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Harnessing Africa’s natural gas can help alleviate energy poverty- NJ Nyuk

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Harnessing Africa’s natural gas can help alleviate energy poverty- NJ Nyuk

Stats reveal that nearly 800 million people live without any access to electricity and out of this figure, 600 million of them are in sub-Saharan Africa. Shocking, not so?

The solution to addressing energy poverty in Africa is to “harness cheap renewables and green investments to meet the continent’s electricity-generation needs“, says Frans Timmermans, the European Commission’s Executive Vice-President for the European Green Deal, and Fatih Birol, Executive Director of the International Energy Agency.

They explain in an article they co-wrote, that the world must come together, to drive African countries toward green energy and away from fossil fuels, full speed ahead.

On the other hand, many in Africa, including the African Energy Chamber, call for a multi-pronged approach to addressing energy poverty. Dubbed ‘just energy transition‘, the approach is not one that completely rejects fossil fuels but one that harnesses both renewable energy sources and fossil fuels.

In his own viewpoint, NJ Ayuk, Executive Chairman of the African Energy Chamber, CEO of pan-African corporate law conglomerate Centurion Law Group believes that this is a better option, especially since the Chamber’s approach is designed to include Africa’s abundant, readily available natural gas in the continent’s energy mix.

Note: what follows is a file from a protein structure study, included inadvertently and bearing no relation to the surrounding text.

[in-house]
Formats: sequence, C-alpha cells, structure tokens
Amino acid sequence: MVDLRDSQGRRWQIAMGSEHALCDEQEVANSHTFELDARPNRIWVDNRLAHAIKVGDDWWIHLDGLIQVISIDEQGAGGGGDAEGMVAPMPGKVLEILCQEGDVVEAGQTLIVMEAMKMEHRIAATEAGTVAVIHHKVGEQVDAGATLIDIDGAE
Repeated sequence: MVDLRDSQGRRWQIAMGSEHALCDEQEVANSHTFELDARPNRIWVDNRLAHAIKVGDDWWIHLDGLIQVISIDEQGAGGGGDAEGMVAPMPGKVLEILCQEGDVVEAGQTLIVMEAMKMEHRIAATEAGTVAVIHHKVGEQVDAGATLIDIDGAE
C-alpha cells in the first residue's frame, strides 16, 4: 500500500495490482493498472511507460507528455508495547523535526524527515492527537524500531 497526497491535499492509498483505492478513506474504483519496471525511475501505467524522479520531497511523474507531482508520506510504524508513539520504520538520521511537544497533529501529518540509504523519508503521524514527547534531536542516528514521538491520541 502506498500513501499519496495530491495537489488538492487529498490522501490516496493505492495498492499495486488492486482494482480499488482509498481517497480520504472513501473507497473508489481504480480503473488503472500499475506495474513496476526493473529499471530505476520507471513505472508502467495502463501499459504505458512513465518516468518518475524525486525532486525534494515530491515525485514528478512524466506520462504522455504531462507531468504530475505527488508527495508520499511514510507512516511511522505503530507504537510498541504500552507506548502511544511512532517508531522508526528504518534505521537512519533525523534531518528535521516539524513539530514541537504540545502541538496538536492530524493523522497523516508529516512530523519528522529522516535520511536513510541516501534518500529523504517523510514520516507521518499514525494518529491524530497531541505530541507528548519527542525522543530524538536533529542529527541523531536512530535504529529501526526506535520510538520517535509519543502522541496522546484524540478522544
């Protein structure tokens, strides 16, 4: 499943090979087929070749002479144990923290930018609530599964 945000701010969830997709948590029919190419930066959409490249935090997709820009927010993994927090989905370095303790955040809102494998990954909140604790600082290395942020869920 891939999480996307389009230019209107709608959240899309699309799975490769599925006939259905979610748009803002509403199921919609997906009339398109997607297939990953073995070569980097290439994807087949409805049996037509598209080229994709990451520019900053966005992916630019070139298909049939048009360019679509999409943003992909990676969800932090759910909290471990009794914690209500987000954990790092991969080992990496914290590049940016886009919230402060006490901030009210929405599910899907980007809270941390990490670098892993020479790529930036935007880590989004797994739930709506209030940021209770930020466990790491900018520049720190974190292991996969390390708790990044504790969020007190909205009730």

Did you know that gas, especially most of Africa’s low carbon LNG, is the cleanest of all fossil fuels? According to Nyuk, it is and Africa has it in abundance.

Not only can it help to create a pathway to minimizing energy poverty through gas-to-power programs, “expanding the production and use of gas within Africa would also give African countries more time to make sure that their people and businesses develop the capacity to reap the full benefits of renewable energy jobs and business opportunities.”

While international organizations are calling for an urgent transition to renewables, they acknowledge that Africa is the least contributor to global emissions. As such, Nyuk believes that giving Africa that extra time is a reasonable step to take.

He argues that “It’s certainly a more reasonable option than taking oil and gas off the table just to accommodate world leaders, businesses, and organizations that will never have to live with the consequences of such actions. Make no mistake, we in Africa will be the ones to live the consequences and yes, we will feel the pain.”

Renewable energy and the role of natural gases

Even as there are lots of conversations around renewable energy transition, Africa still has a lot of ground to cover. The European Commission and the International Energy Agency claim that sub-Saharan Africa mostly has renewable energy to thank for recent strides in eroding its energy poverty.

Between 2014 and 2019, they note that about 20 million people a year gained access to electricity. Yet if we compare the ratio of those with access to energy to Africa’s growing population, the figure is not all that impressive. More needs to be done to crack energy poverty in the continent.

According to Nyuk, a leading authority in the African energy sector, renewable energy plays a vital role in these gains, however, we must not ignore the fact that Africa’s abundant natural gas has had and will continue to have a strong impact on its own.